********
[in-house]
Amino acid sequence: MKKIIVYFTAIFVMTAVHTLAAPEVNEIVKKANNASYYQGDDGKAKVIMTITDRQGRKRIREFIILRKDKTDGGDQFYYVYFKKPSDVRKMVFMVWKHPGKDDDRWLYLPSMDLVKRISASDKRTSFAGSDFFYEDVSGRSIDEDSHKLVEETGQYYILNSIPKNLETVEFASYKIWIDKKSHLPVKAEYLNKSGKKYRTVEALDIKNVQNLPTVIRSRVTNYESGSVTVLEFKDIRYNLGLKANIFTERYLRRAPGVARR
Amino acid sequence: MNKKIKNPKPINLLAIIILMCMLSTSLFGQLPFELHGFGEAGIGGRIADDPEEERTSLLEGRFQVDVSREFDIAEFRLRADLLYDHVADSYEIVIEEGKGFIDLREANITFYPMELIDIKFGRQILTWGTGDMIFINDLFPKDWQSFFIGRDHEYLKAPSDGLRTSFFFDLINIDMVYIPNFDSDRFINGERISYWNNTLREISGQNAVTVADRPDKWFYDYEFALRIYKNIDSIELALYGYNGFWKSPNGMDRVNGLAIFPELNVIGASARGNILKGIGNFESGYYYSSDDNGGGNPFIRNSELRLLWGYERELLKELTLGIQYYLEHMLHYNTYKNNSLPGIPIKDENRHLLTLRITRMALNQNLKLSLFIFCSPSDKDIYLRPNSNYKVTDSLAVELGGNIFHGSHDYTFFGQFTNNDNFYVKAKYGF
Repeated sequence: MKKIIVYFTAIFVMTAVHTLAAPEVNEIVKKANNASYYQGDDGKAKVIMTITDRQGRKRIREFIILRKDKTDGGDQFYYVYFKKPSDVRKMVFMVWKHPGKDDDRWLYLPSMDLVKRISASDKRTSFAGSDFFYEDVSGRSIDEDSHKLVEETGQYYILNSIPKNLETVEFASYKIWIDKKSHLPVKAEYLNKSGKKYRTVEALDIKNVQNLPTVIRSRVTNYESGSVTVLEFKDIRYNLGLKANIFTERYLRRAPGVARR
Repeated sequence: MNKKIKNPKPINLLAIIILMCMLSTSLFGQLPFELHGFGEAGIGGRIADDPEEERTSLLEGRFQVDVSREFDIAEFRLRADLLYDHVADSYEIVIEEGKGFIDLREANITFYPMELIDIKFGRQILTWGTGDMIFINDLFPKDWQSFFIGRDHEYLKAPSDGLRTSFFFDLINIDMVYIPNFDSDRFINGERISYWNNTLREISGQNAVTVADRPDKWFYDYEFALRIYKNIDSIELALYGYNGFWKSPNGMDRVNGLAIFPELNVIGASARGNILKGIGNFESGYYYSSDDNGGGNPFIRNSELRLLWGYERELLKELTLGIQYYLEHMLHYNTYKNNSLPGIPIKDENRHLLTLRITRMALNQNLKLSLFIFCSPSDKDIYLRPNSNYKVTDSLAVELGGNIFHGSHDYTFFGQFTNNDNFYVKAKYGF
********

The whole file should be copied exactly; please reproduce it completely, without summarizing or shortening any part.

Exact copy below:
[in-house]
Amino acid sequence: MKKIIVYFTAIFVMTAVHTLAAPEVNEIVKKANNASYYQGDDGKAKVIMTITDRQGRKRIREFIILRKDKTDGGDQFYYVYFKKPSDVRKMVFMVWKHPGKDDDRWLYLPSMDLVKRISASDKRTSFAGSDFFYEDVSGRSIDEDSHKLVEETGQYYILNSIPKNLETVEFASYKIWIDKKSHLPVKAEYLNKSGKKYRTVEALDIKNVQNLPTVIRSRVTNYESGSVTVLEFKDIRYNLGLKANIFTERYLRRAPGVARR
Amino acid sequence: MNKKIKNPKPINLLAIIILMCMLSTSLFGQLPFELHGFGEAGIGGRIADDPEEERTSLLEGRFQVDVSREFDIAEFRLRADLLYDHVADSYEIVIEEGKGFIDLREANITFYPMELIDIKFGRQILTWGTGDMIFINDLFPKDWQSFFIGRDHEYLKAPSDGLRTSFFFDLINIDMVYIPNFDSDRFINGERISYWNNTLREISGQNAVTVADRPDKWFYDYEFALRIYKNIDSIELALYGYNGFWKSPNGMDRVNGLAIFPELNVIGASARGNILKGIGNFESGYYYSSDDNGGGNPFIRNSELRLLWGYERELLKELTLGIQYYLEHMLHYNTYKNNSLPGIPIKDENRHLLTLRITRMALNQNLKLSLFIFCSPSDKDIYLRPNSNYKVTDSLAVELGGNIFHGSHDYTFFGQFTNNDNFYVKAKYGF
Repeated sequence: MKKIIVYFTAIFVMTAVHTLAAPEVNEIVKKANNASYYQGDDGKAKVIMTITDRQGRKRIREFIILRKDKTDGGDQFYYVYFKKPSDVRKMVFMVWKHPGKDDDRWLYLPSMDLVKRISASDKRTSFAGSDFFYEDVSGRSIDEDSHKLVEETGQYYILNSIPKNLETVEFASYKIWIDKKSHLPVKAEYLNKSGKKYRTVEALDIKNVQNLPTVIRSRVTNYESGSVTVLEFKDIRYNLGLKANIFTERYLRRAPGVARR
Repeated sequence: MNKKIKNPKPINLLAIIILMCMLSTSLFGQLPFELHGFGEAGIGGRIADDPEEERTSLLEGRFQVDVSREFDIAEFRLRADLLYDHVADSYEIVIEEGKGFIDLREANITFYPMELIDIKFGRQILTWGTGDMIFINDLFPKDWQSFFIGRDHEYLKAPSDGLRTSFFFDLINIDMVYIPNFDSDRFINGERISYWNNTLREISGQNAVTVADRPDKWFYDYEFALRIYKNIDSIELALYGYNGFWKSPNGMDRVNGLAIFPELNVIGASARGNILKGIGNFESGYYYSSDDNGGGNPFIRNSELRLLWGYERELLKELTLGIQYYLEHMLHYNTYKNNSLPGIPIKDENRHLLTLRITRMALNQNLKLSLFIFCSPSDKDIYLRPNSNYKVTDSLAVELGGNIFHGSHDYTFFGQFTNNDNFYVKAKYGF